Integrated photonic circuits are one of the most promising platforms for large-scale photonic quantum information systems due to their small physical size and stable interferometers with near-perfect lateral-mode overlaps. Since many quantum information protocols are based on qubits defined by the polarization of photons, we must develop integrated building blocks to generate, manipulate, and measure the polarization-encoded quantum state on a chip. The generation unit is particularly important. Here we show the first integrated polarization-entangled photon pair source on a chip. We have implemented the source as a simple and stable silicon-on-insulator photonic circuit that generates an entangled state with 91 ± 2% fidelity. The source is equipped with versatile interfaces for silica-on-silicon or other types of waveguide platforms that accommodate the polarization manipulation and projection devices as well as pump light sources. Therefore, we are ready for the full-scale implementation of photonic quantum information systems on a chip. PMID:23150781

  2. In situ growth of fluorescent silicon nanocrystals in a monolithic microcapsule as a photostable, versatile platform.

    PubMed

    Zhu, Guixian; Huang, Yu; Bhave, Gauri; Wang, Yuzhen; Hu, Zhongbo; Liu, Xuewu

    2016-08-25

    A facile, one-step method was developed for the in situ formation of fluorescent silicon nanocrystals (SiNC) in a microspherical encapsulating matrix. The obtained SiNC encapsulated polymeric microcapsules (SiPM) possess uniform size (0.1-2.0 μm), strong fluorescence, and nanoporous structure. A unique two stage, time dependent reaction was developed, as the growth of SiNC was slower than the formation of polymeric microcapsules. The resulting SiPM with increasing reaction time exhibited two levels of stability, and correspondingly, the release of SiNC in aqueous media showed different behavior. With reaction time <1 h, the obtained low-density SiPM (LD-SiPM) as matrix microcapsules, would release encapsulated SiNC on demand. With >1 h reaction time, resulting high-density SiPM (HD-SiPM) became stable SiNC reservoirs. SiPM exhibit stable photoluminescence. The porous structure and fluorescence quenching effects make SiPM suitable for bioimaging, drug loading and sorption of heavy metals (Hg(2+) as shown) as an intrinsic indicator. SiPM were able to reduce metal ions, forming SiPM/metal oxide and SiPM/metal hybrids, and their applications in bio-sensing and catalysis were also demonstrated.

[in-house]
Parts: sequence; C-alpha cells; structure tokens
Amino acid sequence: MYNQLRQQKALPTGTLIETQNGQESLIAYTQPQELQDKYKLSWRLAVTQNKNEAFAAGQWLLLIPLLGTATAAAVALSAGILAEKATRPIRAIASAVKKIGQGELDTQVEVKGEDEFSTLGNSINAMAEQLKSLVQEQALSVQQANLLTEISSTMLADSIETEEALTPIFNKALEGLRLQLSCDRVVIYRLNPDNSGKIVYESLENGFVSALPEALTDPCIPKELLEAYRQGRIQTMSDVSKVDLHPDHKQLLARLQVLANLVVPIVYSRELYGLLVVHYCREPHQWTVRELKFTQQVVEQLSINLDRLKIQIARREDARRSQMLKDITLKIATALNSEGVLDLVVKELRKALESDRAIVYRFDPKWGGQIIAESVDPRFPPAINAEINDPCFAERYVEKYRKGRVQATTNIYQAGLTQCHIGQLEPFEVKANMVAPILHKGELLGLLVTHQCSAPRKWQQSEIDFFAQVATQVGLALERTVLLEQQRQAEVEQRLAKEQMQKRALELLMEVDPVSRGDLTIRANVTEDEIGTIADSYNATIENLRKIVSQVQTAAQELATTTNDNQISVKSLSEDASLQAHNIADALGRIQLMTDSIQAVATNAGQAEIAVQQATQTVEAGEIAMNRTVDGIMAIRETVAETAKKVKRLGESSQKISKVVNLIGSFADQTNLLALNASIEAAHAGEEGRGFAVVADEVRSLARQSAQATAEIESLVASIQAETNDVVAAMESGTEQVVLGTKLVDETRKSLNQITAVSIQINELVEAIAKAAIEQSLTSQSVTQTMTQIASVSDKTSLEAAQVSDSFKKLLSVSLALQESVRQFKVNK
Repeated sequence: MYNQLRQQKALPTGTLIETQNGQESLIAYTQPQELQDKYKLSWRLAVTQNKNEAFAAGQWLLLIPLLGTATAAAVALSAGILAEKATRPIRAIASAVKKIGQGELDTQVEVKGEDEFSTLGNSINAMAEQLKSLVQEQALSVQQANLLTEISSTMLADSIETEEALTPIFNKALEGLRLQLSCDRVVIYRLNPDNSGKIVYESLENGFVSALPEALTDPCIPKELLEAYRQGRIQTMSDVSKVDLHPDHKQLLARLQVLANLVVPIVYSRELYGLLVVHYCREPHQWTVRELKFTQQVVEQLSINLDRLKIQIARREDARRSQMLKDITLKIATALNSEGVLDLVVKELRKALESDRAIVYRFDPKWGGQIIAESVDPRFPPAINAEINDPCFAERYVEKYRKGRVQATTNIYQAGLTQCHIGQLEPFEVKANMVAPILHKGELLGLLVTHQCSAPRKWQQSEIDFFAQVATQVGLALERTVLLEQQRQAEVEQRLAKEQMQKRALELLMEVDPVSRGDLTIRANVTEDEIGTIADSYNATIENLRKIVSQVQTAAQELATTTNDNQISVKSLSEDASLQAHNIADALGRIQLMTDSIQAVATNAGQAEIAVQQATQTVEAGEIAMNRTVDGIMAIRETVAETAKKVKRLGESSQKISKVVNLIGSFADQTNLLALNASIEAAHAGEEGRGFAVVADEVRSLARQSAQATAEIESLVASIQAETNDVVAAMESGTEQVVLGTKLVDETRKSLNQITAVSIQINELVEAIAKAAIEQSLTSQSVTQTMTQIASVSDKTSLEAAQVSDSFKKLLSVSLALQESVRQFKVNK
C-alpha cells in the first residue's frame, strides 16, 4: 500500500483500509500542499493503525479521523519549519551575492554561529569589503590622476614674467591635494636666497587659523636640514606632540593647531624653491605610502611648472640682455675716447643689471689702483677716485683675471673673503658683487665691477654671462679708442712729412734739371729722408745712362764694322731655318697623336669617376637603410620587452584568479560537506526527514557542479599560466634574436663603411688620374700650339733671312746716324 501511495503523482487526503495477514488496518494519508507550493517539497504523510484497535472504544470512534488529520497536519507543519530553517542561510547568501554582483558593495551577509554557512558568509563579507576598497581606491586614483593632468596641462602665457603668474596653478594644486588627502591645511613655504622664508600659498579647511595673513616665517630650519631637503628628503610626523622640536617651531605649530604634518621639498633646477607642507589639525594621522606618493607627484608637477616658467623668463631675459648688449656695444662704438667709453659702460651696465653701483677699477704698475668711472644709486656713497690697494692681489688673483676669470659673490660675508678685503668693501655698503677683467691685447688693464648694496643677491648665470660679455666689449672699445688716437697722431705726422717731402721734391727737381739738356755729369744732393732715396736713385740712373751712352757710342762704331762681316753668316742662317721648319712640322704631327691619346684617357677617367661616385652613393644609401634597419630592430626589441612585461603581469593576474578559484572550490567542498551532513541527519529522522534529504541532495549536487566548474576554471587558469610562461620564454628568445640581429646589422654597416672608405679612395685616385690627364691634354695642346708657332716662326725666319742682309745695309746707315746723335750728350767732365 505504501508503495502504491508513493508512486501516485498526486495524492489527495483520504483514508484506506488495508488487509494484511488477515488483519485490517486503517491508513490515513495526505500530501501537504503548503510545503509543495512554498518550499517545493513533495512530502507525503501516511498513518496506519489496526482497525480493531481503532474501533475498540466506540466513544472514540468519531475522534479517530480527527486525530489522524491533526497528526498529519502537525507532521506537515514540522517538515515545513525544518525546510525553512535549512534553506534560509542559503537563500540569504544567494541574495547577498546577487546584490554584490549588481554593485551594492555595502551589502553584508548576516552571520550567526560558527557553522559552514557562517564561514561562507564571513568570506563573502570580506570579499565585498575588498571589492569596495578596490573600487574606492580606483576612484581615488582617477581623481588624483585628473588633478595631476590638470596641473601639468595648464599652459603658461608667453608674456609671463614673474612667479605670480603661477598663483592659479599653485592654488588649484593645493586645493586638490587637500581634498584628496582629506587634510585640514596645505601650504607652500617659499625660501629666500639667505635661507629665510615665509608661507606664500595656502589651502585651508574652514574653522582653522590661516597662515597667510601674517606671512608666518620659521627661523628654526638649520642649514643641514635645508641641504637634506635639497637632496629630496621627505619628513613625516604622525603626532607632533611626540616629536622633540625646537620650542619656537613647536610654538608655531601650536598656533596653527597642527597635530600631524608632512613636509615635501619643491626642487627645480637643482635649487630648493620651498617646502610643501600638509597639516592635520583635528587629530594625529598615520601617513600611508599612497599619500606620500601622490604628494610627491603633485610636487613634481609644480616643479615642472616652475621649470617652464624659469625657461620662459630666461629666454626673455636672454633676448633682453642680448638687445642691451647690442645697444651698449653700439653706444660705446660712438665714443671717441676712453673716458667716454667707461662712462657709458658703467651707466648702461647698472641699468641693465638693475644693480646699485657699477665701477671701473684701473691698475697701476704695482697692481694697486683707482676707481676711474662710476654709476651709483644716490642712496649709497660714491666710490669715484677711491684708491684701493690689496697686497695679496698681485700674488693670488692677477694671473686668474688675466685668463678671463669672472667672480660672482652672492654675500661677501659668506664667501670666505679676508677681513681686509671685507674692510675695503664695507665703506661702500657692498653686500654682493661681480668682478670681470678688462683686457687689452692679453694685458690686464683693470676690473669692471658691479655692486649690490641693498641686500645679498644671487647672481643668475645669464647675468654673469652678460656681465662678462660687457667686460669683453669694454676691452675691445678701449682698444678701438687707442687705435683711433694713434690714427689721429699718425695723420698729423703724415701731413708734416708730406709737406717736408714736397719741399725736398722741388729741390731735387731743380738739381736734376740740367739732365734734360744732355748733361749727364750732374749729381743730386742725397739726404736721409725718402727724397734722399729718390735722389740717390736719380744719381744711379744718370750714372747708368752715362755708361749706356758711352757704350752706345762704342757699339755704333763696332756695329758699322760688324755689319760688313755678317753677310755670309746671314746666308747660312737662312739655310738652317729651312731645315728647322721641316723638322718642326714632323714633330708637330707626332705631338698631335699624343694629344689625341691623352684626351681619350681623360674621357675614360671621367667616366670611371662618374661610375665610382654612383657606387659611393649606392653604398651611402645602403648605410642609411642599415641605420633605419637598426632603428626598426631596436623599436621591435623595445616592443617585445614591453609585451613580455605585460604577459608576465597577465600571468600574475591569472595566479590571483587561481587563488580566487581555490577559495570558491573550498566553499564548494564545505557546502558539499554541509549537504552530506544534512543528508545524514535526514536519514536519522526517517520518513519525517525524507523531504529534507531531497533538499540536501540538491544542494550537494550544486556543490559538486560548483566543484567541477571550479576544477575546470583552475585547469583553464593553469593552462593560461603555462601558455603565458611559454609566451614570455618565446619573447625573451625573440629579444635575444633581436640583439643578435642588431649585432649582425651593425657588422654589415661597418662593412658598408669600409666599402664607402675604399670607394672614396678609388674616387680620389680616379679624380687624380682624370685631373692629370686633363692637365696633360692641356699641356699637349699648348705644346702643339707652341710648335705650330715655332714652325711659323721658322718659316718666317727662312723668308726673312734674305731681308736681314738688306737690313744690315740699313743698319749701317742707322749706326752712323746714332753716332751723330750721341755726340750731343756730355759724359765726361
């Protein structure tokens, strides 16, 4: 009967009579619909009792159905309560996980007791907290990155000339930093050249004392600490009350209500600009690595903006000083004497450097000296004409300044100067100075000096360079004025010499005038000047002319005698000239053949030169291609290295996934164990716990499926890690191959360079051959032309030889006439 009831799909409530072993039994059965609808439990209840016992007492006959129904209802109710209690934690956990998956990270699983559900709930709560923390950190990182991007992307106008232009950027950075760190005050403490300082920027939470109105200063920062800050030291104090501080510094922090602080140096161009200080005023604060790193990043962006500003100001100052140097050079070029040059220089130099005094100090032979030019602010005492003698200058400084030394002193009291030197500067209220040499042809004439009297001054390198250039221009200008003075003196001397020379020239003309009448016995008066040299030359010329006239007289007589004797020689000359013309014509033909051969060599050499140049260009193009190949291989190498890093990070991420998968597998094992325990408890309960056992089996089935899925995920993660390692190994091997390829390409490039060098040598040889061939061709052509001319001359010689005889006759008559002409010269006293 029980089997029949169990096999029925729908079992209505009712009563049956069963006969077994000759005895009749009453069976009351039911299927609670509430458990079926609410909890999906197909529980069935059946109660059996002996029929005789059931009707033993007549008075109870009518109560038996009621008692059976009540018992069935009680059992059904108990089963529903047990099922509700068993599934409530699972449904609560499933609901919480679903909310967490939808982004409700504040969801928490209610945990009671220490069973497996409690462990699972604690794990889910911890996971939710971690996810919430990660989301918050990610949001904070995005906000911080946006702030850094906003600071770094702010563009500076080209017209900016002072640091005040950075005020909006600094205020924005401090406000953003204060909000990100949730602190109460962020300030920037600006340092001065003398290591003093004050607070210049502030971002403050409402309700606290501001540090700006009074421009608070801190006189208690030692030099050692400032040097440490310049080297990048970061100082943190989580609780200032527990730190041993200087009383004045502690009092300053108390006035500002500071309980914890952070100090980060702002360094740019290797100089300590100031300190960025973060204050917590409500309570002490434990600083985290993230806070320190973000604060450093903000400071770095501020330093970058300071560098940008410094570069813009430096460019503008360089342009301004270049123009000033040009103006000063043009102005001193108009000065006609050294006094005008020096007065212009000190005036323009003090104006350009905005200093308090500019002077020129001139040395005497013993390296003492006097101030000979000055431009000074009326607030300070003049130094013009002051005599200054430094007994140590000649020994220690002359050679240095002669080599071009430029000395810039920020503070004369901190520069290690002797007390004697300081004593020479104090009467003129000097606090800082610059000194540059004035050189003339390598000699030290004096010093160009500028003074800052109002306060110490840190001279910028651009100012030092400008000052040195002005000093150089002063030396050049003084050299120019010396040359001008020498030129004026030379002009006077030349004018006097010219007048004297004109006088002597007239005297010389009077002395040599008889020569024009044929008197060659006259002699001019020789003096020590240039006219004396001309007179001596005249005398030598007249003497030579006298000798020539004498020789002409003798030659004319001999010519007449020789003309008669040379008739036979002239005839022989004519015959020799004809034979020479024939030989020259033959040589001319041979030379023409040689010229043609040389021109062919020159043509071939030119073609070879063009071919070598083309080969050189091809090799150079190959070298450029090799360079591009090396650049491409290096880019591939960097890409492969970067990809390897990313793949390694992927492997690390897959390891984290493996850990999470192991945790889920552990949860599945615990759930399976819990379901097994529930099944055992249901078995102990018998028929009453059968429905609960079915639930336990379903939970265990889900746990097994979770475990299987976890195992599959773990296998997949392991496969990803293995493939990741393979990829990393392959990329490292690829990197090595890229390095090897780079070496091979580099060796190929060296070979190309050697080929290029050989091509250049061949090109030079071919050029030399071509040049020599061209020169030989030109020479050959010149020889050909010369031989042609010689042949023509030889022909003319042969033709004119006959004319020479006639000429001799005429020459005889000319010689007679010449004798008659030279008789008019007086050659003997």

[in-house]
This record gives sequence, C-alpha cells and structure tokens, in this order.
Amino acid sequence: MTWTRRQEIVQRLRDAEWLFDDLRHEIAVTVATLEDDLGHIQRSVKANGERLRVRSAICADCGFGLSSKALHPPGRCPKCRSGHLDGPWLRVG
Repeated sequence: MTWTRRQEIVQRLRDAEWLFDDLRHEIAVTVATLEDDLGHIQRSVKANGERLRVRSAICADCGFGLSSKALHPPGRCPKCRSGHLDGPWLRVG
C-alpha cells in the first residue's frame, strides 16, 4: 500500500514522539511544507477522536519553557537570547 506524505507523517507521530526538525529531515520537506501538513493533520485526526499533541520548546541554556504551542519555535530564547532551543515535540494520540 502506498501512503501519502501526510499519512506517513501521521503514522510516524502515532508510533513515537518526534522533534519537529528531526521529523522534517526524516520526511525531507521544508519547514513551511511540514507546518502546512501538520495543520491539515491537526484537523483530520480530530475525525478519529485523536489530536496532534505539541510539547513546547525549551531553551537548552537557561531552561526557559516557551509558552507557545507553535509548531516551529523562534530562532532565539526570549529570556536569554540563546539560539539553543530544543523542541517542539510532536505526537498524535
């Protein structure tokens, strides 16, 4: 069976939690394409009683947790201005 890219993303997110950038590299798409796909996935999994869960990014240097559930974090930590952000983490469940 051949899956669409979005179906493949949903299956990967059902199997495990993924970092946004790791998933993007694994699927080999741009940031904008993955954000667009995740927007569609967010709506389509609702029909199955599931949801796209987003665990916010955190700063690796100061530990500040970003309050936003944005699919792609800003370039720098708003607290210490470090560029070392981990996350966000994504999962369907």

3. A fabrication process for the monolithic integration of magnetoelastic actuators and silicon sensors

    NASA Astrophysics Data System (ADS)

    Tang, Jun; Green, Scott R.; Gianchandani, Yogesh B.

    2015-04-01

    This paper describes a microfabrication process that accommodates the design considerations of wirelessly actuated magnetoelastic traveling wave and standing wave motors that are integrated with capacitive position sensors on a silicon substrate. The process—which incorporates AuIn eutectic bonding, multiple deep reactive ion etching steps, and metal electrode deposition and etching—addresses the challenges of magnetoelastic layer attachment, multi-layer structures, and robust electrode isolation. Measurements of successfully fabricated devices show that the typical resonant frequencies of the clockwise and counterclockwise modes for the standing wave stators existed at 12.1 and 22.4 kHz with 0.44 µm and 0.4 µm out-of-plane amplitudes, respectively, when a ≈2 Oe amplitude ac magnetic field and a ≈6.5 Oe dc magnetic bias field were applied. For the as-fabricated traveling wave motors, two desired mode shapes with π/2 spatial phase shift existed at typical frequencies of 28.4 and 29.9 kHz, with typical out-of-plane amplitudes of 74 and 70 nm, respectively, when a ≈6 Oe amplitude ac magnetic field and a ≈3 Oe dc magnetic bias field were applied. The frequencies were tuned with added mass, resulting in a shift to 28.37 and 28.33 kHz with out-of-plane amplitudes of 80 and 60 nm for the two modes, respectively. After tuning, a traveling wave with a continuous direction of propagation was successfully demonstrated. The capacitive position sensing scheme showed a sensitivity of ≈0.5 pF per degree over 8°.

  4. GaAs Optoelectronic Integrated-Circuit Neurons

    NASA Technical Reports Server (NTRS)

    Lin, Steven H.; Kim, Jae H.; Psaltis, Demetri

    1992-01-01

    Monolithic GaAs optoelectronic integrated circuits developed for use as artificial neurons. Neural-network computer contains planar arrays of optoelectronic neurons, and variable synaptic connections between neurons effected by diffraction of light from volume hologram in photorefractive material. Basic principles of neural-network computers explained more fully in "Optoelectronic Integrated Circuits For Neural Networks" (NPO-17652). In present circuits, devices replaced by metal/semiconductor field effect transistors (MESFET's), which consume less power.

  5. Development of large-area monolithically integrated silicon-film{trademark} photovoltaic modules. Final subcontract report, May 1, 1991--December 31, 1994

    SciTech Connect

    Hall, R.B.; Rand, J.A.; Cotter, J.E.

    1995-04-01